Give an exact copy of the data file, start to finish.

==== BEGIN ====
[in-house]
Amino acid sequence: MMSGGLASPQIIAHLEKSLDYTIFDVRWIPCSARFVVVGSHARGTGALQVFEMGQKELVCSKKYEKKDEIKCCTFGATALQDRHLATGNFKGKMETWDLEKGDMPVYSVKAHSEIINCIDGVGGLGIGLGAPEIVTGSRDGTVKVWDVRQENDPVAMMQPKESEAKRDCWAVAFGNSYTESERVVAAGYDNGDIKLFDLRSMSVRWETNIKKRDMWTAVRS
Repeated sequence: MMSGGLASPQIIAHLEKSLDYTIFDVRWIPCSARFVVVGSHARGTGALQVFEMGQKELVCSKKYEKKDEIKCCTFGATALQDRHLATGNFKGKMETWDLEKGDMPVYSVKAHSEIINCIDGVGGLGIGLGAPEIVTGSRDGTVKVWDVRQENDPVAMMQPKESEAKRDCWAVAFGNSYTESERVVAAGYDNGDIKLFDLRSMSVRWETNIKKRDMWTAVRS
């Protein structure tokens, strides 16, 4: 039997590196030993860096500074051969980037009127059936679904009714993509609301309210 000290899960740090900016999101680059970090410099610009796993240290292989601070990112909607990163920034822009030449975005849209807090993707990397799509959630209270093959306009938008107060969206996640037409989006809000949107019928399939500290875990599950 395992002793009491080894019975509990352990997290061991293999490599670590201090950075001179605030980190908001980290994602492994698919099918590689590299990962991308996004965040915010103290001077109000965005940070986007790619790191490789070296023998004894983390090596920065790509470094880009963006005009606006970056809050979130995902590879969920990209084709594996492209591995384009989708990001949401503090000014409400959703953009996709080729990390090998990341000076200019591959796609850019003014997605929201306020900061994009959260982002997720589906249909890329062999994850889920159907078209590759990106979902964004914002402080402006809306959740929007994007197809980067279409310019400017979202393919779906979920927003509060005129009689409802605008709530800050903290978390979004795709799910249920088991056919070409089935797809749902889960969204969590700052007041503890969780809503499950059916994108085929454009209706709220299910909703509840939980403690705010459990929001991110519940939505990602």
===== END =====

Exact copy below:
[in-house]
Amino acid sequence: MMSGGLASPQIIAHLEKSLDYTIFDVRWIPCSARFVVVGSHARGTGALQVFEMGQKELVCSKKYEKKDEIKCCTFGATALQDRHLATGNFKGKMETWDLEKGDMPVYSVKAHSEIINCIDGVGGLGIGLGAPEIVTGSRDGTVKVWDVRQENDPVAMMQPKESEAKRDCWAVAFGNSYTESERVVAAGYDNGDIKLFDLRSMSVRWETNIKKRDMWTAVRS
Repeated sequence: MMSGGLASPQIIAHLEKSLDYTIFDVRWIPCSARFVVVGSHARGTGALQVFEMGQKELVCSKKYEKKDEIKCCTFGATALQDRHLATGNFKGKMETWDLEKGDMPVYSVKAHSEIINCIDGVGGLGIGLGAPEIVTGSRDGTVKVWDVRQENDPVAMMQPKESEAKRDCWAVAFGNSYTESERVVAAGYDNGDIKLFDLRSMSVRWETNIKKRDMWTAVRS
């Protein structure tokens, strides 16, 4: 039997590196030993860096500074051969980037009127059936679904009714993509609301309210 000290899960740090900016999101680059970090410099610009796993240290292989601070990112909607990163920034822009030449975005849209807090993707990397799509959630209270093959306009938008107060969206996640037409989006809000949107019928399939500290875990599950 395992002793009491080894019975509990352990997290061991293999490599670590201090950075001179605030980190908001980290994602492994698919099918590689590299990962991308996004965040915010103290001077109000965005940070986007790619790191490789070296023998004894983390090596920065790509470094880009963006005009606006970056809050979130995902590879969920990209084709594996492209591995384009989708990001949401503090000014409400959703953009996709080729990390090998990341000076200019591959796609850019003014997605929201306020900061994009959260982002997720589906249909890329062999994850889920159907078209590759990106979902964004914002402080402006809306959740929007994007197809980067279409310019400017979202393919779906979920927003509060005129009689409802605008709530800050903290978390979004795709799910249920088991056919070409089935797809749902889960969204969590700052007041503890969780809503499950059916994108085929454009209706709220299910909703509840939980403690705010459990929001991110519940939505990602």